The city of Toronto is known for loving sports athletes with heart, grit and determination. Fans have had love affairs with players like Wendel Clark, Mookie Wilson and Matt Bonner not because of their offensive skills or the fact they could score goals or points in buckets but because of the effort they put into their performances. Fans applauded them for trying their best and playing a “team” game rather than being the best player on their given team. While other players have better statistical numbers these players live on in the hearts of fans for their energy and love of the game.
One player that has stayed in the hearts of Raptor fans since he was acquired in 2001 for Corliss Williamson is Jerome “JYD” Williams. Jerome began his tenure with the Raptors by famously driving from Detroit to Toronto after hearing of the trade. It was this initial gesture that immediately identified Williams as a “working class” basketball player and thrust him into the hearts of raptor fans. You could immediately tell that he was a little different from your average NBA player. This was not a guy worried about shoe contracts and making excuses about being late for “practice”. He was a player who was happy to be in the league and have a job and worked as hard as he could to keep the job he loved so much.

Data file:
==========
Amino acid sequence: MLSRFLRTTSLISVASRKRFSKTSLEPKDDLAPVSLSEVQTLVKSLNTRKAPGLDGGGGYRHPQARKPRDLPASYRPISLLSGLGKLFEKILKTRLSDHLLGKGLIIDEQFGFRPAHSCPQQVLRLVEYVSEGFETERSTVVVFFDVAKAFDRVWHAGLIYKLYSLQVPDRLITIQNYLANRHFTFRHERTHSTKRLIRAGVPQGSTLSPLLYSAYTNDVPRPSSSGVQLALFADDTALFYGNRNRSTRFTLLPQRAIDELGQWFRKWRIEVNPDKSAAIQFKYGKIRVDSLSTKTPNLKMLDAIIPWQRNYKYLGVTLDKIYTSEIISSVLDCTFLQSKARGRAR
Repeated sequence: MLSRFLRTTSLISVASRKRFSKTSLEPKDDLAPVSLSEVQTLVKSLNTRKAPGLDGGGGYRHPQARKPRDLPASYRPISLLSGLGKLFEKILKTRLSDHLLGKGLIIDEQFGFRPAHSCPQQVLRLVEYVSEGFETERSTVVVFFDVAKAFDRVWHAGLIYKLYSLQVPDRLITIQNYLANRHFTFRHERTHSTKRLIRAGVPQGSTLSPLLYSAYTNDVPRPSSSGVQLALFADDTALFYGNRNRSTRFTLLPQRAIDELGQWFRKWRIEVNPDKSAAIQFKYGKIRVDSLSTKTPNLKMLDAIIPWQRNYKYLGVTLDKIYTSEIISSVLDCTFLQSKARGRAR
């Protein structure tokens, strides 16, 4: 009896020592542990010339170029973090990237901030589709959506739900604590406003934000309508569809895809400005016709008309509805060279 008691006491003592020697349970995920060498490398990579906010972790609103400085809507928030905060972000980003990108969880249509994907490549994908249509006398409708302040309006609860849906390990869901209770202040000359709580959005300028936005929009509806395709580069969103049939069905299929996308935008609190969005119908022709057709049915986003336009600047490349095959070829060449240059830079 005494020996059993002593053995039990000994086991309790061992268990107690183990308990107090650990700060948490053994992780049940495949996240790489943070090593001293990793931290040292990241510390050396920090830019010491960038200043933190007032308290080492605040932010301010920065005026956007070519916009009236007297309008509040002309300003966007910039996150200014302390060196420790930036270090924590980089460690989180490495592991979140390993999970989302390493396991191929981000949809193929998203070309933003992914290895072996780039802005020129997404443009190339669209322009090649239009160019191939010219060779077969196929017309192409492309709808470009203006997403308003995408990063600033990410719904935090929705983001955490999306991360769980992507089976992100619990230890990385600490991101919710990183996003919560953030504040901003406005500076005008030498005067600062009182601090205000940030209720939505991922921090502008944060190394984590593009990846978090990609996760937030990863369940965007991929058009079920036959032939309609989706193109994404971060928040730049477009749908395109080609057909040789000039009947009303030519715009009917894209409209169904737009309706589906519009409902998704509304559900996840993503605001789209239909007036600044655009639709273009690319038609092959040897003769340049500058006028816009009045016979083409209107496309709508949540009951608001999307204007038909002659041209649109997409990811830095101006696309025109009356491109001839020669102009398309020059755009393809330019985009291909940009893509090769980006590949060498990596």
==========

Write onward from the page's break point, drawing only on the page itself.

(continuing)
Williams went on to earn the love and respect of the fans by, not scoring lots points, but by running down loose balls and making the extra pass. His most important role as a Raptor, however, may have been the fact that he enthusiastically broke the fourth wall and brought the fans into the game. When he was traded in 2003 (as a salary add on) for Jalen Rose and Donyell Marshall the collective hearts of Raptor fans broke. He never really achieved the same success in Chicago or New York as he did in Toronto and you could tell his heart always belonged to the meat-eating franchise he drove 300km to get to when he was first acquired. Williams received loud ovations everytime he returned to Toronto as a player and continues to receive loud ovations when he is present as the Raptors Community representative.